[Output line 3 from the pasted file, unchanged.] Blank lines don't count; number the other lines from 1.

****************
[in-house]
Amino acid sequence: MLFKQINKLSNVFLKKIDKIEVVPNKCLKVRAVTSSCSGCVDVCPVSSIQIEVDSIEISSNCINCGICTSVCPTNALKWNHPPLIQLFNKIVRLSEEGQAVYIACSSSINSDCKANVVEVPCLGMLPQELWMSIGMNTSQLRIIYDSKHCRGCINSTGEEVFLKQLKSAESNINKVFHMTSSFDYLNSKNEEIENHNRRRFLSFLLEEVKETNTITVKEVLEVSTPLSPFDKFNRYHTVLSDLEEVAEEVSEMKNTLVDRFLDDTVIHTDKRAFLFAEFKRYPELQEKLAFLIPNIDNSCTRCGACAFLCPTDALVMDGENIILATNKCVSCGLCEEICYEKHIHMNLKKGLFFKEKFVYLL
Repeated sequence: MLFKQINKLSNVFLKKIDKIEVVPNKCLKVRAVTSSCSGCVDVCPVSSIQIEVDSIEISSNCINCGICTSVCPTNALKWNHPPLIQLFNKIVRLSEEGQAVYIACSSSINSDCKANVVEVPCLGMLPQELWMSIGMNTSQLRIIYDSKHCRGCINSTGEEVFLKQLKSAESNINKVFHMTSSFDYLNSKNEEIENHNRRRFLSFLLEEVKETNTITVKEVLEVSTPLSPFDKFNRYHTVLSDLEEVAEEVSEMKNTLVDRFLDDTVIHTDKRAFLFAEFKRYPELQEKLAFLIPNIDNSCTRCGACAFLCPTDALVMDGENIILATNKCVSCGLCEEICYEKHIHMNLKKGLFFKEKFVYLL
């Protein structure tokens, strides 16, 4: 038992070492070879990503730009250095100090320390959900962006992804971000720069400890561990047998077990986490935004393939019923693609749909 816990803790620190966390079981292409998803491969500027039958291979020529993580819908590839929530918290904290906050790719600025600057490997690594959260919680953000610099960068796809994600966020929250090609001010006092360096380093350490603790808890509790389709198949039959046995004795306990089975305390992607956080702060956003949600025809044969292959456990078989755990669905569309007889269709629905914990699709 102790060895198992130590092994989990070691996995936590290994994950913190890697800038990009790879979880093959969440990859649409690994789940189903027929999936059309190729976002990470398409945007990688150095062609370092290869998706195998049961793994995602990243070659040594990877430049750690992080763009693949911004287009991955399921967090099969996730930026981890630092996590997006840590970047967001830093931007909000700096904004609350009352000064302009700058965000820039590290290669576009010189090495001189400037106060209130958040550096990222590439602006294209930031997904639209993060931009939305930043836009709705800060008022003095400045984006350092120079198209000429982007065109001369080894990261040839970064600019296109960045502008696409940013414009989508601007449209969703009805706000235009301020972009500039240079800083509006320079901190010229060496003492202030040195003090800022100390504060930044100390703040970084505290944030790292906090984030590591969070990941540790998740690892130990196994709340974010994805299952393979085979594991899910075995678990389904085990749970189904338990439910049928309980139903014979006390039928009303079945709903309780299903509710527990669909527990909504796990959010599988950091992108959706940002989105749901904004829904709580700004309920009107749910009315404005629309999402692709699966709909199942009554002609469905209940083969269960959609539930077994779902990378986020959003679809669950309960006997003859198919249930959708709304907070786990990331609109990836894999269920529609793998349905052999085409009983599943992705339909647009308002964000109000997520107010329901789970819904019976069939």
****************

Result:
Repeated sequence: MLFKQINKLSNVFLKKIDKIEVVPNKCLKVRAVTSSCSGCVDVCPVSSIQIEVDSIEISSNCINCGICTSVCPTNALKWNHPPLIQLFNKIVRLSEEGQAVYIACSSSINSDCKANVVEVPCLGMLPQELWMSIGMNTSQLRIIYDSKHCRGCINSTGEEVFLKQLKSAESNINKVFHMTSSFDYLNSKNEEIENHNRRRFLSFLLEEVKETNTITVKEVLEVSTPLSPFDKFNRYHTVLSDLEEVAEEVSEMKNTLVDRFLDDTVIHTDKRAFLFAEFKRYPELQEKLAFLIPNIDNSCTRCGACAFLCPTDALVMDGENIILATNKCVSCGLCEEICYEKHIHMNLKKGLFFKEKFVYLL